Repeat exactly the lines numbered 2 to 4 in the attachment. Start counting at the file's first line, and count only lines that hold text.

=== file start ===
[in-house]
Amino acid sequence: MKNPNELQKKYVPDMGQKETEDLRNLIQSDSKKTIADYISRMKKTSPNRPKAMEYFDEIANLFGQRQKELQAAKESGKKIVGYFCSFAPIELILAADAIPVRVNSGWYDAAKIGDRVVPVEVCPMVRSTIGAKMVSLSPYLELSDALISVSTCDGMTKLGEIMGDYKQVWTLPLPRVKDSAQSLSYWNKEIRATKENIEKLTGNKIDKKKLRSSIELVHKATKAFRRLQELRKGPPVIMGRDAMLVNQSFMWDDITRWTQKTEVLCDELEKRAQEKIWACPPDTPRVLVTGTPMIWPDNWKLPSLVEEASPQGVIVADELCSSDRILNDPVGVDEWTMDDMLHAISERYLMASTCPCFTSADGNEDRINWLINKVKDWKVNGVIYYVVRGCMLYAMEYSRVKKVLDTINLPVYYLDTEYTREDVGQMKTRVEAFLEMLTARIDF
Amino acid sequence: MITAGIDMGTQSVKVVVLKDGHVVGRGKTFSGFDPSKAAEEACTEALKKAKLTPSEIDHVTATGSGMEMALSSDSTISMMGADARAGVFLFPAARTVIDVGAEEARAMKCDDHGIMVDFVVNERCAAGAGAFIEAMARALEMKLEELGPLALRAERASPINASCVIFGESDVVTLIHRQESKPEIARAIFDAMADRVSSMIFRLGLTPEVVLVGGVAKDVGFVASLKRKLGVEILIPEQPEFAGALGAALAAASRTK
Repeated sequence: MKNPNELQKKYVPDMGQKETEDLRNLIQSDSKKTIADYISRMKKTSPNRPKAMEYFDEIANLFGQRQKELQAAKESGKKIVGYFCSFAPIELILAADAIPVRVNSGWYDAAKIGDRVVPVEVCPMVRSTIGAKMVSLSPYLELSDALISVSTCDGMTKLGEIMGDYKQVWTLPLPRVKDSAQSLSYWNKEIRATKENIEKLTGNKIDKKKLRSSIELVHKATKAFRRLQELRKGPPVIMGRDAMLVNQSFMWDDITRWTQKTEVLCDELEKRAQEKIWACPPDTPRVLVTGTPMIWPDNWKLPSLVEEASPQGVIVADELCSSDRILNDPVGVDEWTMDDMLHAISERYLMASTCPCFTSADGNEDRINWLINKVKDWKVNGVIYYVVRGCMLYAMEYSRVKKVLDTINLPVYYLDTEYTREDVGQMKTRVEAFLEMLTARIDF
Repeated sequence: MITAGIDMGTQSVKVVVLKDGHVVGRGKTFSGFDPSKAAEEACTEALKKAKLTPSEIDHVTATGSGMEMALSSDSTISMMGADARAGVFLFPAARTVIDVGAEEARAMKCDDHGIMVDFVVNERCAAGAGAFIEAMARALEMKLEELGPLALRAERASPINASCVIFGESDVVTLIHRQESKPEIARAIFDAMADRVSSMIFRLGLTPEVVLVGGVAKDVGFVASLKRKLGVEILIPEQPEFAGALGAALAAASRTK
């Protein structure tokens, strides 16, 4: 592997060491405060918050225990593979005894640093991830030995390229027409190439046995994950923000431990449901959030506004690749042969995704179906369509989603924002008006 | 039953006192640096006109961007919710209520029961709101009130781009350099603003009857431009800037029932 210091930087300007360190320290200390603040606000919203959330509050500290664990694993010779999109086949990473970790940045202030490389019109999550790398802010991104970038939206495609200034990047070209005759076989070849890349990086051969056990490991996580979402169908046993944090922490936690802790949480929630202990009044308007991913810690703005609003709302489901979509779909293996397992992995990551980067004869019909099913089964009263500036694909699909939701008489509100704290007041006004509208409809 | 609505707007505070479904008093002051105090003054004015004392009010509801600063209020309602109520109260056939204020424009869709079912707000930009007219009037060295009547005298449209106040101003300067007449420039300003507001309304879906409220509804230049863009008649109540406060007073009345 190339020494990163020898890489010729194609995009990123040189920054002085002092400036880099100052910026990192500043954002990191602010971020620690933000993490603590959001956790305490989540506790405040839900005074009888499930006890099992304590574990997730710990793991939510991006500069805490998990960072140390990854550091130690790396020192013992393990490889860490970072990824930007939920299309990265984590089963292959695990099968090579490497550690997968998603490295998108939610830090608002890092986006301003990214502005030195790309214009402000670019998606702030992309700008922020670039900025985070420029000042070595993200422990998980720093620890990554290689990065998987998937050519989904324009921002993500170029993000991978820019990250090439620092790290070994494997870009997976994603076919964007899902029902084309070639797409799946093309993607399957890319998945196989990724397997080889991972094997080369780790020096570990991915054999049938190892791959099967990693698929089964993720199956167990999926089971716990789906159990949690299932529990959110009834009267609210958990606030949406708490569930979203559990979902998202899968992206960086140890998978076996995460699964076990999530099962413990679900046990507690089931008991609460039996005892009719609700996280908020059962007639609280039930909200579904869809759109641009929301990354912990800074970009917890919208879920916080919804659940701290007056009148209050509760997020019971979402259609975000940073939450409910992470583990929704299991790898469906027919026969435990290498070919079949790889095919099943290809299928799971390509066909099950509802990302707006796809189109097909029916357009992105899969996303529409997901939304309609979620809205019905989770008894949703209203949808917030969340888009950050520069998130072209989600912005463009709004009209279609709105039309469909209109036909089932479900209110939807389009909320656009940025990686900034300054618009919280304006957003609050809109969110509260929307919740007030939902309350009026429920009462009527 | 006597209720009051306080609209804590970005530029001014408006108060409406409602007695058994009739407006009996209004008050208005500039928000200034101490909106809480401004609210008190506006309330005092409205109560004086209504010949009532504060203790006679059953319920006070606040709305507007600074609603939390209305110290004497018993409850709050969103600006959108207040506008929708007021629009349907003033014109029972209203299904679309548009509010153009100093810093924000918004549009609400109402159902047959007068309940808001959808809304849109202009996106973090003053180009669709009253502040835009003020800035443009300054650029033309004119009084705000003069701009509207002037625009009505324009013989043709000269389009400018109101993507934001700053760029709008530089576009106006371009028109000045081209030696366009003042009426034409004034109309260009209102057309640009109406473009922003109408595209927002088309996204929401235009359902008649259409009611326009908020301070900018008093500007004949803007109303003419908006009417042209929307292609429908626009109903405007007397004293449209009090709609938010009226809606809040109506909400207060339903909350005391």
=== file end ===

Amino acid sequence: MKNPNELQKKYVPDMGQKETEDLRNLIQSDSKKTIADYISRMKKTSPNRPKAMEYFDEIANLFGQRQKELQAAKESGKKIVGYFCSFAPIELILAADAIPVRVNSGWYDAAKIGDRVVPVEVCPMVRSTIGAKMVSLSPYLELSDALISVSTCDGMTKLGEIMGDYKQVWTLPLPRVKDSAQSLSYWNKEIRATKENIEKLTGNKIDKKKLRSSIELVHKATKAFRRLQELRKGPPVIMGRDAMLVNQSFMWDDITRWTQKTEVLCDELEKRAQEKIWACPPDTPRVLVTGTPMIWPDNWKLPSLVEEASPQGVIVADELCSSDRILNDPVGVDEWTMDDMLHAISERYLMASTCPCFTSADGNEDRINWLINKVKDWKVNGVIYYVVRGCMLYAMEYSRVKKVLDTINLPVYYLDTEYTREDVGQMKTRVEAFLEMLTARIDF
Amino acid sequence: MITAGIDMGTQSVKVVVLKDGHVVGRGKTFSGFDPSKAAEEACTEALKKAKLTPSEIDHVTATGSGMEMALSSDSTISMMGADARAGVFLFPAARTVIDVGAEEARAMKCDDHGIMVDFVVNERCAAGAGAFIEAMARALEMKLEELGPLALRAERASPINASCVIFGESDVVTLIHRQESKPEIARAIFDAMADRVSSMIFRLGLTPEVVLVGGVAKDVGFVASLKRKLGVEILIPEQPEFAGALGAALAAASRTK
Repeated sequence: MKNPNELQKKYVPDMGQKETEDLRNLIQSDSKKTIADYISRMKKTSPNRPKAMEYFDEIANLFGQRQKELQAAKESGKKIVGYFCSFAPIELILAADAIPVRVNSGWYDAAKIGDRVVPVEVCPMVRSTIGAKMVSLSPYLELSDALISVSTCDGMTKLGEIMGDYKQVWTLPLPRVKDSAQSLSYWNKEIRATKENIEKLTGNKIDKKKLRSSIELVHKATKAFRRLQELRKGPPVIMGRDAMLVNQSFMWDDITRWTQKTEVLCDELEKRAQEKIWACPPDTPRVLVTGTPMIWPDNWKLPSLVEEASPQGVIVADELCSSDRILNDPVGVDEWTMDDMLHAISERYLMASTCPCFTSADGNEDRINWLINKVKDWKVNGVIYYVVRGCMLYAMEYSRVKKVLDTINLPVYYLDTEYTREDVGQMKTRVEAFLEMLTARIDF